A concentrated focus on breathing, emotions, and staying present may help older adults to improve the quality of their sleep. When practiced for a sustained period of time, a new study finds, mindfulness meditation shows similar benefits afforded by prescription drugs.

Sleep disturbances affect nearly all age groups, albeit in different ways. Where younger adults and teenagers suffer from a sheer lack of sleep, prompting the Centers for Disease Control and Prevention to officially label insufficient sleep a public health epidemic, older adults more often suffer poor sleep quality. They also fall asleep unintentionally at the greatest rates during the day, upsetting their sleep schedule for the night ahead.

In search of ways to reduce the dependence on sleep-enhancing drugs, researchers recruited 49 people as part of a small clinical trial. Roughly half the participants were taught how to practice standardized mindfulness awareness practices (MAP). The remaining subjects received sleep hygiene education (SHE), which extolled the benefits of regular exercise, avoiding caffeine and frequent napping, and associating their bed with sleep, rather than as a one-stop shop for reading, eating, and watching TV. Sleep quality was measured according to a standardized score called the Pittsburgh Sleep Quality Index (PSQI). Lower scores indicated people were sleeping better.

After the study period, researchers discovered the mindfulness group’s score had fallen from a 10.2 on the PSQI to a 7.4 Meanwhile, the control group, who began with the same baseline, only fell to 9.1. “The MAPs group also showed improvement relative to the SHE group on secondary measures of insomnia symptoms, depression symptoms, fatigue interference, and fatigue severity,” the researchers wrote.

The benefits of mindfulness meditation may have an even deeper clinical significance, in particular among helping cancer survivors live longer. Last year, a study published in the journal Cancer found mindfulness-based cancer recovery rivaled supportive-expressive therapy, a form of dialogue meant to create a safe space for people to air their thoughts and fears, in preserving individuals’ telomeres — the caps chromosomes rely on to preserve DNA health.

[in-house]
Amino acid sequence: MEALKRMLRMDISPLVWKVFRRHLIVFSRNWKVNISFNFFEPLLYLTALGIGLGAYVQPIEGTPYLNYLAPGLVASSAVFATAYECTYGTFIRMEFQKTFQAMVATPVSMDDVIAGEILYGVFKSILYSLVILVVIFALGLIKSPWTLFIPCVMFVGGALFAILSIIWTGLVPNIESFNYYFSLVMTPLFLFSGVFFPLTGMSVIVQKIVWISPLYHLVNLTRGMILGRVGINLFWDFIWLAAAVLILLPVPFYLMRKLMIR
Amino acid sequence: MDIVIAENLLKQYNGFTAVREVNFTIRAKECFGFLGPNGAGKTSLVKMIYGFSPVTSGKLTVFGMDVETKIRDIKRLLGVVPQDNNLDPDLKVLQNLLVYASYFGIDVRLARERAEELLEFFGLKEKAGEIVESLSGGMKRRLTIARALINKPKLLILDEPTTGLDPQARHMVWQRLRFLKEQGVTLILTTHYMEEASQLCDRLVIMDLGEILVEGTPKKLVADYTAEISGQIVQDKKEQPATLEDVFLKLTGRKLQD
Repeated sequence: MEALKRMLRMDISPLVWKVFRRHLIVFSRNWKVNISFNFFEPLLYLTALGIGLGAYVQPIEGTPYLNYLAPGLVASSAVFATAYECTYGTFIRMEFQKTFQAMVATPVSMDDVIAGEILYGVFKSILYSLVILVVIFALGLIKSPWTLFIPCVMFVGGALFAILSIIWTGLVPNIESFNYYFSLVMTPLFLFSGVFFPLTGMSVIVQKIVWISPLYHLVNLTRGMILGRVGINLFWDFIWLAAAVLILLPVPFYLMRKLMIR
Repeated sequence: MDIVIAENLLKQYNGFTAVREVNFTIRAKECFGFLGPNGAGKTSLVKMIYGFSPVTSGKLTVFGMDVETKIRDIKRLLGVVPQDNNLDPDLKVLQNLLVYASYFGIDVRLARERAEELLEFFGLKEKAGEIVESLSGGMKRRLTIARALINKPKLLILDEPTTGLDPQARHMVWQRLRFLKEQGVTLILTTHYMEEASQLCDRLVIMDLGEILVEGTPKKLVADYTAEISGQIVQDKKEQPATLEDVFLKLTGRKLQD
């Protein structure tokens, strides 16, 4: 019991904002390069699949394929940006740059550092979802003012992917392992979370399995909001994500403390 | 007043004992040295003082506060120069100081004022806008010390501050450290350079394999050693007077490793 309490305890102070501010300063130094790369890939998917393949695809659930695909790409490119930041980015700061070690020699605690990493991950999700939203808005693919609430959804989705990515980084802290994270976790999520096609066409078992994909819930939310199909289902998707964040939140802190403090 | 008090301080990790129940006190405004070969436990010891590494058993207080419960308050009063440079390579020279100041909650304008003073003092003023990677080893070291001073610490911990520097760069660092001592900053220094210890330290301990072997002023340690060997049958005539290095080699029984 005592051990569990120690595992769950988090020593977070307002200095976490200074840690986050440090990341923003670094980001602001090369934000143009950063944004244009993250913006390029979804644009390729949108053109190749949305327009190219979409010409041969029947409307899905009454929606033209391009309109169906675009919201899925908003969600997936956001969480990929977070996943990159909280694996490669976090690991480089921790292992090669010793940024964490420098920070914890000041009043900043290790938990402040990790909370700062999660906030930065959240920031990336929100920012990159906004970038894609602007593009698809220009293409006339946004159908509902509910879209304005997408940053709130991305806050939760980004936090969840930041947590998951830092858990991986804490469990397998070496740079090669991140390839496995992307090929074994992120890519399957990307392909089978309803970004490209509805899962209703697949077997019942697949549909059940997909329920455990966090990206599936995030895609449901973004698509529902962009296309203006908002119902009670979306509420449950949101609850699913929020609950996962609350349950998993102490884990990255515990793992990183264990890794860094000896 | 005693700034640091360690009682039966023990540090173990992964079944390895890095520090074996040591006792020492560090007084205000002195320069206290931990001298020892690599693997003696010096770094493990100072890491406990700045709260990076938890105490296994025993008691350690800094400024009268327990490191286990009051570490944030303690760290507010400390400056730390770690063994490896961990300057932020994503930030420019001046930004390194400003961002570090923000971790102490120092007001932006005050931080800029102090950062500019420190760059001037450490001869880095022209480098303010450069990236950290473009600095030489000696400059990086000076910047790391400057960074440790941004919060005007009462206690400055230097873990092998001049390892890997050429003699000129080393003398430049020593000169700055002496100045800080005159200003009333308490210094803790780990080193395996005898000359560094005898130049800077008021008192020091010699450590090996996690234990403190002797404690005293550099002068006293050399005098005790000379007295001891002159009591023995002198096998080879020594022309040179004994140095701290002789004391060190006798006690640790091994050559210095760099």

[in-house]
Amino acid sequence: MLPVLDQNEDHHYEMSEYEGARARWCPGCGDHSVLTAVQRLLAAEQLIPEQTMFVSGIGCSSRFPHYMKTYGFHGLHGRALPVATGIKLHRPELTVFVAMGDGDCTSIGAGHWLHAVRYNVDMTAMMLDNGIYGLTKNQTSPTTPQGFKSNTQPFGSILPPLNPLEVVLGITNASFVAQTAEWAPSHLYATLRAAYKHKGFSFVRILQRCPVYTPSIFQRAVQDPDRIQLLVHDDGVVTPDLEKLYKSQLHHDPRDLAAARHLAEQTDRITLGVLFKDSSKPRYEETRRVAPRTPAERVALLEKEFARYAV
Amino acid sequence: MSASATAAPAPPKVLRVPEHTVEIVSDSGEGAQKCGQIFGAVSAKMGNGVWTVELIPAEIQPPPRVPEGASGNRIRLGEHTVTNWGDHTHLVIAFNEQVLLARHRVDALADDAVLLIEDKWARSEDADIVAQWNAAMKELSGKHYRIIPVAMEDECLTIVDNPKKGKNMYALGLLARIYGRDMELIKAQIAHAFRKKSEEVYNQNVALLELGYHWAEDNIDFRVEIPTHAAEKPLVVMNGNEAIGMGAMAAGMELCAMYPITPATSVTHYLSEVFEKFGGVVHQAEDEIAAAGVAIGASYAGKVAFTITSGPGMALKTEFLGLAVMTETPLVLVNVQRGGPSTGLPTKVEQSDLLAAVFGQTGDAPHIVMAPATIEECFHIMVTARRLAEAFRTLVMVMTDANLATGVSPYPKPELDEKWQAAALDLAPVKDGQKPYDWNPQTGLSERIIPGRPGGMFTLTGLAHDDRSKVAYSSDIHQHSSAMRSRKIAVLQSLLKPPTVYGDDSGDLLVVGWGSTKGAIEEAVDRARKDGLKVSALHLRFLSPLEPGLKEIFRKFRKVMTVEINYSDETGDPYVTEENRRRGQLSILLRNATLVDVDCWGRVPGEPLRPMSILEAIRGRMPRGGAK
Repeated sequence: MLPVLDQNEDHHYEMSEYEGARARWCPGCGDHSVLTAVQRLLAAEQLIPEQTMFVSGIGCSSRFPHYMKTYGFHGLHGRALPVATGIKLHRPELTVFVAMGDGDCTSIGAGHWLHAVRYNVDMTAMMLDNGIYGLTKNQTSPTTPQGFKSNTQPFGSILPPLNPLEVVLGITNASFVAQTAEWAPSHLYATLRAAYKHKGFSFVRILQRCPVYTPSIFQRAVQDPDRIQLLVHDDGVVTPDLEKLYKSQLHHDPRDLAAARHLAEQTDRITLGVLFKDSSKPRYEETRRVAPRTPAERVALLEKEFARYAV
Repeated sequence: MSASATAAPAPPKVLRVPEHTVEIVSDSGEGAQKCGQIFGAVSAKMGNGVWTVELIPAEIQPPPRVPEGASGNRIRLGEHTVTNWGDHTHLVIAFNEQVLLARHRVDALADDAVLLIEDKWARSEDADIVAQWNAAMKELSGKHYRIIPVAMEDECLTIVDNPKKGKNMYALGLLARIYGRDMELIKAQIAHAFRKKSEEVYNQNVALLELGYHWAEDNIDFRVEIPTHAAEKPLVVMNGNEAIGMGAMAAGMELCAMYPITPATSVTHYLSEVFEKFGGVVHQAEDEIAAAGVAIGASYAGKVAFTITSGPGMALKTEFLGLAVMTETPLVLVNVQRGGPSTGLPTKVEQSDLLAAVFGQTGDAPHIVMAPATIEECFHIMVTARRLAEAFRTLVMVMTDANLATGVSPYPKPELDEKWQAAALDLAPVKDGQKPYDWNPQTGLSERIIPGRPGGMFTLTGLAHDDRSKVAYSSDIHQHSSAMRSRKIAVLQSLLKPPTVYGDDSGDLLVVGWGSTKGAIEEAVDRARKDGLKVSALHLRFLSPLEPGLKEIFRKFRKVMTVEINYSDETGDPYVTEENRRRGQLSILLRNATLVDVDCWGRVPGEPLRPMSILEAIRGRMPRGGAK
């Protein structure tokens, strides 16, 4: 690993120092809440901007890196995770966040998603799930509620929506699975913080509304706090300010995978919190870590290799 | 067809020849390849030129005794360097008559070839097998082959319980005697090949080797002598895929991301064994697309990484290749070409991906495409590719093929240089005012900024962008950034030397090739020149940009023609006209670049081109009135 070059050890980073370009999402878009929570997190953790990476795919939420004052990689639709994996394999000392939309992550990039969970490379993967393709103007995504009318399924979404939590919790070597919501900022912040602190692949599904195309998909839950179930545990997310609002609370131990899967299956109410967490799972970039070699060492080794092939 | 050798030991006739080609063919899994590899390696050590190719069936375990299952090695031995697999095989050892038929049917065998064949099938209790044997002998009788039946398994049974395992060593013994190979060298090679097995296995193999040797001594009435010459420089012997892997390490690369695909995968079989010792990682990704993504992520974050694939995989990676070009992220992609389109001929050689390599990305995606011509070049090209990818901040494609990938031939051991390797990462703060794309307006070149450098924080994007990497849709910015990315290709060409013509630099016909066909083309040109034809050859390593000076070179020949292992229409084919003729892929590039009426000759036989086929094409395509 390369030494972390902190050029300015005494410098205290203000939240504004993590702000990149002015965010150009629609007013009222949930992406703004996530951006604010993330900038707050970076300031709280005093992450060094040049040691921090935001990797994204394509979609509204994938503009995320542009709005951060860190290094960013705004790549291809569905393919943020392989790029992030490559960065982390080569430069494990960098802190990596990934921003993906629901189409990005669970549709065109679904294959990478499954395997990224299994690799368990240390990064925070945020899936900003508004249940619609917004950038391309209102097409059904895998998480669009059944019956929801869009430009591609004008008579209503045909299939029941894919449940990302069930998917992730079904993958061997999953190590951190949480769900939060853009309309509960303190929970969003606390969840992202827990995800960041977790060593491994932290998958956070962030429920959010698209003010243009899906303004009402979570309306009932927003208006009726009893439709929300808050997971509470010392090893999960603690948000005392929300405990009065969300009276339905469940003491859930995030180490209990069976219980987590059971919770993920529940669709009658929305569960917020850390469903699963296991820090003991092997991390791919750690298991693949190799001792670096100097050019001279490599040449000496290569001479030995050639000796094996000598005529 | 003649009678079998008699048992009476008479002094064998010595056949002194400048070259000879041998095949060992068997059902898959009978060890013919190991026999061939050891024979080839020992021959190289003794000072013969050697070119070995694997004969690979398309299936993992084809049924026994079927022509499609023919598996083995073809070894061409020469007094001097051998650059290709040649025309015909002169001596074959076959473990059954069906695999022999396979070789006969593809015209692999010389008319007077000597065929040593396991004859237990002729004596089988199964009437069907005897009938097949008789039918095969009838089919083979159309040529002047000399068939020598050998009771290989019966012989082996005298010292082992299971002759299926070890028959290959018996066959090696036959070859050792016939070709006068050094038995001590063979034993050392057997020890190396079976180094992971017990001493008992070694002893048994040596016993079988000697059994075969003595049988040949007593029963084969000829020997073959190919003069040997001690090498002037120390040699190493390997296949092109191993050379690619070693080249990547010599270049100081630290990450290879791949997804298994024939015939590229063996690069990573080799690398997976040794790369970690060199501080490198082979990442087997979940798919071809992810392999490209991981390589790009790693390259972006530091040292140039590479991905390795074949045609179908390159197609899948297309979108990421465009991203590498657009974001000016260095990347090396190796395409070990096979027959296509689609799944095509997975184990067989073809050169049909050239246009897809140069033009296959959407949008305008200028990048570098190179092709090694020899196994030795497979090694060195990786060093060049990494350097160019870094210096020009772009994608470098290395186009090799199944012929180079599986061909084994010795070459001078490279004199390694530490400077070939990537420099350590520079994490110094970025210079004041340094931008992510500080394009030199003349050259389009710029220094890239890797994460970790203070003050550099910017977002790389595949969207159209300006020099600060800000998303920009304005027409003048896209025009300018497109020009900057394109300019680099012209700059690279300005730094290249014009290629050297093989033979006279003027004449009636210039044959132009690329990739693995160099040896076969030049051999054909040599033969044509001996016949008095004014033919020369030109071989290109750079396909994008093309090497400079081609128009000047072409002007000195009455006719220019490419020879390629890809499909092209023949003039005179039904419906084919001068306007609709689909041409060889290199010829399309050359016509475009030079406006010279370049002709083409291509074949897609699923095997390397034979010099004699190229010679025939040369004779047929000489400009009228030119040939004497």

Mindfulness meditation’s benefits aren’t all-encompassing, however. Repeated studies have found the practice still lags behind other non-prescription-based forms of treatment, such as cognitive behavioral therapy. In the recent study too, the findings showed no difference in stress or anxiety levels in either group at the end of the trial, although both groups did see reductions overall.

More important to people who study sleep disturbances are the everyday implications. In-depth forms of therapy are generally reserved for current or recovering drug addicts. Older adults who suffer mild to moderate deficits in sleep quality may be able to get by with something decidedly simpler, and the good news, says Dr. Adam P. Spira, of the Johns Hopkins Bloomberg School of Public Health, is that the findings leave room for growth.

“As the authors explain,” Spira wrote in a related editorial, “effective nonpharmacological interventions that are both ‘scalable’ and ‘community accessible’ are needed to improve disturbed sleep and prevent clinical levels of insomnia.” Fortunately, alternative forms of medicine such as mindfulness meditation are beginning to take hold in medicine’s mainstream, he adds. More options will only benefit patients looking for specialized forms of care that don’t involve popping a daily pill.

Source: Black D, O’Reilly G, Olmstead R, Breen E, Irwin M. Mindfulness Meditation and Improvement in Sleep Quality and Daytime Impairment Among Older Adults With Sleep Disturbances: A Randomized Clinical Trial. JAMA Internal Medicine. 2015.